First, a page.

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The Sword Swallower

Shepherded by museum guards

we wait in a zig-zag clump

to be allowed into the inner sanctum.

Like eager travelers at airport security,

we quietly hope to be transported somewhere else.

This time, our vehicles are squiggly shapes

of colored paper gathered in

rectangular arrangements on the wall.

Our captain and water-lily Hallmark card

luminary: uber-artist Henri Matisse.

 

images-3We wait impatiently, then are allowed

to file through as supplicants,

paying homage to the relentless

production of his fecund scissors.

Horses and sword swallowers,

endless repeating and precisely

carefree seaweed shapes –

silly blobs of color and women’s bodies

that had taken up residence in his mind,

now cut in colored paper –

floating in multitudinous relationship –

Technicolor windows into worlds of wonder.

 

A walking-through teenager,

whose first choice for his day in New York City

certainly did not include this MoMa Matisse show,

pronounced to his mother who only had

his best interests at heart: ‘I could make

these things in my sleep.’

He’s right, but the hard part

is to be awake enough when you are asleep

to function clearly and then to care

enough to continue following

something you can never fully understand.

 

It’s Matisse’s wild stubbornness I most admire –images-2

his fierce attention expressed again and again.

Caring for a lifetime whether the blue blob

tilts to the left or the right –

is cut from medium or light blue –

devotedly tending these brilliant shapes

that now illuminate the walls of these crowded halls.

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In Praise of Matisse at MoMa

With grand scissors,

he labored in old age

to cut the slender woman

out of the blue sky of his mind.

images-2

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Confessions of a Mug-aholic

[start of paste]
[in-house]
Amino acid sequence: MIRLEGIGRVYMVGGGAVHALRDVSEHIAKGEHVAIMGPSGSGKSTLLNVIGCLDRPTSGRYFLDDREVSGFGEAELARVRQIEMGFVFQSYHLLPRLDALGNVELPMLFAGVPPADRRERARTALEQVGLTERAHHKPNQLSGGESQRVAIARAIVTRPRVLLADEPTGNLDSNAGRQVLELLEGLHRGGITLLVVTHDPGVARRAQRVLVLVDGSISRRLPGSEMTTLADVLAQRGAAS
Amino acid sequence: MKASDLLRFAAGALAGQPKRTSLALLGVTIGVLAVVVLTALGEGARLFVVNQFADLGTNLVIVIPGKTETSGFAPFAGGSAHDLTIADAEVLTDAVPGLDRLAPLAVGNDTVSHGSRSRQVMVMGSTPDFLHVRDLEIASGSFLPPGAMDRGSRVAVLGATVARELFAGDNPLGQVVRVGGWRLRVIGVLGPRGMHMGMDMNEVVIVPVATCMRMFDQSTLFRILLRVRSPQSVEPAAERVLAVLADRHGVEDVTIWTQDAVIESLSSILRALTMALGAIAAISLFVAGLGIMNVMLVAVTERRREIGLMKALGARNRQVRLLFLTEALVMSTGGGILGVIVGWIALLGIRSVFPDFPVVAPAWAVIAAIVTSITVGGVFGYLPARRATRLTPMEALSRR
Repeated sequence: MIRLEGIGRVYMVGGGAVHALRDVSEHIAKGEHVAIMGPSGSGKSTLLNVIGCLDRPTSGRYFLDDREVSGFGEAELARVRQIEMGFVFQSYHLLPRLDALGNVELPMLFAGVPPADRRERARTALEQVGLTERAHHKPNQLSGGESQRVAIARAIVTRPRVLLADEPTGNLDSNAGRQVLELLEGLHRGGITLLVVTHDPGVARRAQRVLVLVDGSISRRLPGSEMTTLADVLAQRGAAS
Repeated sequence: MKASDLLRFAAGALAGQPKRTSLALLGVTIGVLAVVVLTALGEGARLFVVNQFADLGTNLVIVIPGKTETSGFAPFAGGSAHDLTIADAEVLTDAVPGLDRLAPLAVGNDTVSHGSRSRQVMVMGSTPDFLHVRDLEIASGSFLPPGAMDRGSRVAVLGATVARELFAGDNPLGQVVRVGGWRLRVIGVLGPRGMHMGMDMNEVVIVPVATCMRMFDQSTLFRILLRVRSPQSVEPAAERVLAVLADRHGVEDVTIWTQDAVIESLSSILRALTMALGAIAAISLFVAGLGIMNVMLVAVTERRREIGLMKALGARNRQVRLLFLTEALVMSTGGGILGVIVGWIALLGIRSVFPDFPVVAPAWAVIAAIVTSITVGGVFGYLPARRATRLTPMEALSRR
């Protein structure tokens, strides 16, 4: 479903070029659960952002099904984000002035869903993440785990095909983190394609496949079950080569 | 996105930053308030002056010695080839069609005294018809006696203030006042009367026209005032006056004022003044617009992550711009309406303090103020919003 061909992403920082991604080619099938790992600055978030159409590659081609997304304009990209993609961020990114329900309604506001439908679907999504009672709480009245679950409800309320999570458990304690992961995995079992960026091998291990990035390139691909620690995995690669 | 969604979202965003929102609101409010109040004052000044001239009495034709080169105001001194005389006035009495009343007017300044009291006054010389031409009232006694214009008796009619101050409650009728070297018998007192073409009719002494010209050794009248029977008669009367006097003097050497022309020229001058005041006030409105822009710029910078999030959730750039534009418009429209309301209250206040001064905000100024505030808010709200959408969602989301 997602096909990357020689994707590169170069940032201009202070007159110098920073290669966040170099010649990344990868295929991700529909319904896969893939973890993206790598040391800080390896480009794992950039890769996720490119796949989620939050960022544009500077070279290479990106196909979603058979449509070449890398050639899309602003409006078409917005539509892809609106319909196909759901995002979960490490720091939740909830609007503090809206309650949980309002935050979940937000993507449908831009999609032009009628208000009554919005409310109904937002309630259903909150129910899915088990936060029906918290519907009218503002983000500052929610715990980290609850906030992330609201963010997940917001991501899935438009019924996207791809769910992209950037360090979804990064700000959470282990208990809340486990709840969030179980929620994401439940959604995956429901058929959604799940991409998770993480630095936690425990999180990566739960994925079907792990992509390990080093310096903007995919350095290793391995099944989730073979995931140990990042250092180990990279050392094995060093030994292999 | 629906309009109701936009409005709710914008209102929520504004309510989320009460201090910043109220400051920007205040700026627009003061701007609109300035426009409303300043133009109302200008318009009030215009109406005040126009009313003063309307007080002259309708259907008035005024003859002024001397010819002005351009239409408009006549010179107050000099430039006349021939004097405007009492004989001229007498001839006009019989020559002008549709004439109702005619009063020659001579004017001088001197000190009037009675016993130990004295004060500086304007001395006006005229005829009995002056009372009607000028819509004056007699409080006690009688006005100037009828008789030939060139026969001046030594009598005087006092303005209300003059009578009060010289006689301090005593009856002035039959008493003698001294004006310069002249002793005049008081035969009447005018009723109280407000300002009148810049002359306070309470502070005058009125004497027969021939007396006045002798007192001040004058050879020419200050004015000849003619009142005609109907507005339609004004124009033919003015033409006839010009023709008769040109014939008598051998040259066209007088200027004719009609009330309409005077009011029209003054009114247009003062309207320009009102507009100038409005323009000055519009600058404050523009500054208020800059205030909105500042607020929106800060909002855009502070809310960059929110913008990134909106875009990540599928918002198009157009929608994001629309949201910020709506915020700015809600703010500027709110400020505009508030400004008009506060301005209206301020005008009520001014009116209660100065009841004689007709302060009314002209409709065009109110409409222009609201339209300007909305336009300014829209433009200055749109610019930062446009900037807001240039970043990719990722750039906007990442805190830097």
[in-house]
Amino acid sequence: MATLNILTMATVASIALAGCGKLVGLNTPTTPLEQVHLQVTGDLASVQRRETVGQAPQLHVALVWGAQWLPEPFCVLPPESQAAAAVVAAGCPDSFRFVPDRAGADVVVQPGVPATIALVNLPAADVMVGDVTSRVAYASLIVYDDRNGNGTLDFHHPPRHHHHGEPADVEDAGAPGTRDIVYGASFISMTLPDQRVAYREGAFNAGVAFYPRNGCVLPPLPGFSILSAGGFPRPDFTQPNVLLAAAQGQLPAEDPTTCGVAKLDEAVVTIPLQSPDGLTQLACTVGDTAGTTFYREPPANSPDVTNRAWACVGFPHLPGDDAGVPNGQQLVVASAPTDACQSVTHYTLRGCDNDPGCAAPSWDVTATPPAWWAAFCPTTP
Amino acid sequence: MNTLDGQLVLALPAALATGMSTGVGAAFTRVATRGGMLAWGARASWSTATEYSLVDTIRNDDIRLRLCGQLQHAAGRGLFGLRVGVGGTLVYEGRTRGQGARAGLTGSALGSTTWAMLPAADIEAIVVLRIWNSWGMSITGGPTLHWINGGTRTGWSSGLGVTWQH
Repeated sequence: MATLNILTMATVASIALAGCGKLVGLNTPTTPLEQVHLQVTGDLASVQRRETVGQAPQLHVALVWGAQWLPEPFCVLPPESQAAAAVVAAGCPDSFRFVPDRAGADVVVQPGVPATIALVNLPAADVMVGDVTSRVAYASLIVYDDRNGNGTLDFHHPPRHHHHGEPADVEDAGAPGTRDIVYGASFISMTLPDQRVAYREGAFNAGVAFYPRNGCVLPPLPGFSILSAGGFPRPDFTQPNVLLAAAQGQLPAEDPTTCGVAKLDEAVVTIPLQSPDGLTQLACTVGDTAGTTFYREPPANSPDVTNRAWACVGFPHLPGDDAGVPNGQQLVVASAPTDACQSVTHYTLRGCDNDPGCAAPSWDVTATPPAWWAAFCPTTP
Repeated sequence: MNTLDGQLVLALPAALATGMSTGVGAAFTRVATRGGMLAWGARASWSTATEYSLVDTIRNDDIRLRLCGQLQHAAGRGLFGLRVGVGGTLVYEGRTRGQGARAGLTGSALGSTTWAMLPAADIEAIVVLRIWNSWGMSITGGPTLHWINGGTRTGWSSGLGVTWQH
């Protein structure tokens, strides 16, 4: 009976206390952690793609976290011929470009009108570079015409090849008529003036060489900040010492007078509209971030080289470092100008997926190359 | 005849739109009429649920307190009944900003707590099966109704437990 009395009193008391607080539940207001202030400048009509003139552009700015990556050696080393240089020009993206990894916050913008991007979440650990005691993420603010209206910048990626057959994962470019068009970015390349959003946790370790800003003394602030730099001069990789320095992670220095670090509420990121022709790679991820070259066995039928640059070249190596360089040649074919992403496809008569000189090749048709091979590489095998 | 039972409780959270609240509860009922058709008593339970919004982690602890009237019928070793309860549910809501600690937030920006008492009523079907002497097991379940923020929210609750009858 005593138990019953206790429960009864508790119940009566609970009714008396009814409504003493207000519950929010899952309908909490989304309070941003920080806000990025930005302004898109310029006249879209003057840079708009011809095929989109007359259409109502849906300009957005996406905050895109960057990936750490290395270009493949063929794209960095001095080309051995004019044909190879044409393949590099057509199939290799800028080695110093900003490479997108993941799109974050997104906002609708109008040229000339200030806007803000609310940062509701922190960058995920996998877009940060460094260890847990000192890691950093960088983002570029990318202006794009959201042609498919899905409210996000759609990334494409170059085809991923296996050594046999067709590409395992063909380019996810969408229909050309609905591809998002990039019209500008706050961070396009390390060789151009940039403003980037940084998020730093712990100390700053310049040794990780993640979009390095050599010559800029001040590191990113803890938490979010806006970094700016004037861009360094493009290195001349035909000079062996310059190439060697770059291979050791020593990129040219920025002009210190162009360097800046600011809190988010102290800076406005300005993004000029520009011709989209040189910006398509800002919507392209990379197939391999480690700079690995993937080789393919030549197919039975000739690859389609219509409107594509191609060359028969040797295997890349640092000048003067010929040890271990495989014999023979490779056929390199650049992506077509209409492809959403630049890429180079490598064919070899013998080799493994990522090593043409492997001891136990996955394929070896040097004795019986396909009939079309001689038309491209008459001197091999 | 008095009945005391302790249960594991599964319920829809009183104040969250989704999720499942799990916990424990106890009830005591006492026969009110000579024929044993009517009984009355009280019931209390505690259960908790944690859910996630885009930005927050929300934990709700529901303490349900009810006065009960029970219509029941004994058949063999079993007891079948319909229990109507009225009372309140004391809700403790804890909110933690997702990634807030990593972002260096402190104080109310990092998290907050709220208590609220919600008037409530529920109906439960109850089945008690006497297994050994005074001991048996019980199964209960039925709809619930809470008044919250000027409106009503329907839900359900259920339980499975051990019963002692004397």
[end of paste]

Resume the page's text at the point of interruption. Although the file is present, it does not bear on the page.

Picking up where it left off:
One would have been enough,1022140828a

but I bought three—

white diner mugs

from the antique dealer

in the big barn that

we hoped had a bathroom

along the long road to

Downeast Maine.

 

We didn’t intend to

buy anything

but these were a bargain.

Lovely lessons in early industrial design

for only ten dollars each

(and one on sale for eight.)

I loved their sloping sides and chubby handles—

the fat lips that promised to meet mine

with unapologetic thickness.

The grace of unrestrained function.

Designed for demanding conditions—

big hands and thoughtless treatment

from men more natural than me

sitting on stools nourished

with greasy eggs, sausage links and

coffee without self-consciousness.

 

But this morning, back at home,1022140811a

three mugs seem like too many.

They vie for space in the crowded cupboard

with others equally worthy—

one on top of the next

like tumbling ceramic acrobats

caught in dangerous moments of balance.

 

I must stop

bringing home stray mugs

from every roadside attraction.

Someone’s bound to get hurt

in the jumble of everyday use

unless I sort through them sometime

but I’ll probably just find

another shelf somewhere so

I don’t have to decide—

don’t have to let go

of any fat or skinny handles

yet.

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That Morning We Threw Acorns

That morning
we threw acorns
into the lake of my childhood—
my mother and I.
Both of us old enough
to know
not to be persuaded
by propriety.
 
I had come to help,
but we paused from the packing
at her insistence
to launch
the small round missiles
from the blue bucket
into arc and splash.
 
We laughed
at our shared silliness,
then turned from the
lapping shore
back toward our now separate journeys
without knowing
when we might be together
again throwing acorns
into their perfect circles—
radiating and diminishing like us,
surprised
that we have gown old
in this place
where once we were young.

1014141702b (1)